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Escher’s stairs

Stairways feature prominently in several drawings by Maurits Cornelis (“Mauk”) Escher, for example in this lithograph print Relativity from 1953.



Relativity (M. C. Escher) – Photo Credit

From its Wikipedia page:

In the world of ‘Relativity’, there are three sources of gravity, each being orthogonal to the two others.
Each inhabitant lives in one of the gravity wells, where normal physical laws apply.
There are sixteen characters, spread between each gravity source, six in one and five each in the other two.
The apparent confusion of the lithograph print comes from the fact that the three gravity sources are depicted in the same space.
The structure has seven stairways, and each stairway can be used by people who belong to two different gravity sources.

Escher’s inspiration for “Relativity” (h/t Gerard Westendorp on Twitter) were his recollections of the staircases in his old secondary school in Arnhem, the Lorentz HBS.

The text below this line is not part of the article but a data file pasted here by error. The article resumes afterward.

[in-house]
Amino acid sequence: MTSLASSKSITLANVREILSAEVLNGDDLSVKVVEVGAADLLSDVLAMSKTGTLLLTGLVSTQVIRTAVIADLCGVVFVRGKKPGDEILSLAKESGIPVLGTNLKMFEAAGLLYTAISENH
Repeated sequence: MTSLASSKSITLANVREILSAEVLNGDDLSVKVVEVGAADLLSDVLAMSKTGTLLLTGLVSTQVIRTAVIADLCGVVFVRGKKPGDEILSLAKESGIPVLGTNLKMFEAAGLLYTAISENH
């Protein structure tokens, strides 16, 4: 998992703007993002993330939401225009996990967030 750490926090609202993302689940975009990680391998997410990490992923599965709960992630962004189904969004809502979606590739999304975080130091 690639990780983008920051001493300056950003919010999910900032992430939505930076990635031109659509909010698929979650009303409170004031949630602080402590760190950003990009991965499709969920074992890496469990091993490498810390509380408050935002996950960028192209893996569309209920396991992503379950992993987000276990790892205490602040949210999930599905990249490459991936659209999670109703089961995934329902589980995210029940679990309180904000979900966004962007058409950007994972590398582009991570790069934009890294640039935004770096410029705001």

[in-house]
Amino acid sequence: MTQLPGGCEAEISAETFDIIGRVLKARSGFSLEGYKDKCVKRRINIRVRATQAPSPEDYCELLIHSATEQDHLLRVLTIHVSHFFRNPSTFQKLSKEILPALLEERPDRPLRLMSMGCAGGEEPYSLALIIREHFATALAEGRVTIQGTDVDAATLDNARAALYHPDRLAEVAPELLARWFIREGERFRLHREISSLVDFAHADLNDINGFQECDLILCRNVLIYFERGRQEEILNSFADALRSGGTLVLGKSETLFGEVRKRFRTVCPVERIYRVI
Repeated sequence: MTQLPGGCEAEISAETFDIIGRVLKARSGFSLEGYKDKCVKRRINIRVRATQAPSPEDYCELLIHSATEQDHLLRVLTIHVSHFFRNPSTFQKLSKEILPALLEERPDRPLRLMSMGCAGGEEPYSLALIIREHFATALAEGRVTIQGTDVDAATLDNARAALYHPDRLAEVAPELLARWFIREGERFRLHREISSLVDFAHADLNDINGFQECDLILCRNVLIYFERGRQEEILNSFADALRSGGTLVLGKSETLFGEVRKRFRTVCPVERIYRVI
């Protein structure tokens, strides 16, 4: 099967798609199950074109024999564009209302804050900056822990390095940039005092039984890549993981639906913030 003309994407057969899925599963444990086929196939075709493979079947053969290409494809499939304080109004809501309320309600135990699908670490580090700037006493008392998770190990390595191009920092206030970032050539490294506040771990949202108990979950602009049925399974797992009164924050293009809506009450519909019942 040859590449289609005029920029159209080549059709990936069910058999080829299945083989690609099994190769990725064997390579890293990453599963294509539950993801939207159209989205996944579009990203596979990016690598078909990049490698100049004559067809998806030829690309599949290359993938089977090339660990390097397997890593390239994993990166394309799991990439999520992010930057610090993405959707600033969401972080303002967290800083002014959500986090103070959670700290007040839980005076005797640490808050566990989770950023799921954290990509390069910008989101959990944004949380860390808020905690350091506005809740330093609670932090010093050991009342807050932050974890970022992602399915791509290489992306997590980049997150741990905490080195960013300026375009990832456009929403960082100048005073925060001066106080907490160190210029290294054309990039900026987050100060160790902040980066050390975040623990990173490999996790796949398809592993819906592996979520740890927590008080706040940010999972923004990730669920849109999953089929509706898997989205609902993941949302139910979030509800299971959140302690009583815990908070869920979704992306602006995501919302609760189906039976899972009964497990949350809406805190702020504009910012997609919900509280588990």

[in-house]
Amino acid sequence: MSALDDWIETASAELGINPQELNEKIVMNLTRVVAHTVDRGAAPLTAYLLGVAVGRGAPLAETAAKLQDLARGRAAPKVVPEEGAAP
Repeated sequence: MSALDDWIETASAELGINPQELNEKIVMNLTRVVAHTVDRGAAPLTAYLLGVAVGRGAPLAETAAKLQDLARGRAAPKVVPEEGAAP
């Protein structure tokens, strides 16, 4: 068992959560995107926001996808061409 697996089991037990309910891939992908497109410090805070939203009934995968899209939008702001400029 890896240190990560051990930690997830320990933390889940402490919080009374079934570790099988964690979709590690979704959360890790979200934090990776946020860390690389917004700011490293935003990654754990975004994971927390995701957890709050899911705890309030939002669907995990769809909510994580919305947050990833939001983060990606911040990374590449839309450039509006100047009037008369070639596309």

The name comes from the Dutch physicist and Nobel prize winner Hendrik Antoon Lorentz who attended from 1866 to 1869, the “Hogere Burger School” in Arnhem, then at a different location (Willemsplein).



Stairways Lorentz HBS in Arnhem – Photo Credit

Between 1912 and 1918 Mauk Escher attended the Arnhem HBS, located in the Schoolstraat and build in 1904-05 by the architect Gerrit Versteeg. The school building is constructed around a monumental central stairway.



Arnhem HBS – G. Versteeg 1904-05 – Photo Credit



Plan HBS-Arnhem by G. Versteeg – Photo Credit

If you flip the picture below in the vertical direction, the two side-stairways become accessible to figures living in an opposite gravitation field.



Central staircase HBS Arnhem – Photo Credit

There’s an excellent post on the Arnhem-years of Mauk Escher by Pieter van der Kuil. Unfortunately (for most of you) in Dutch, but perhaps Google translate can do its magic here.

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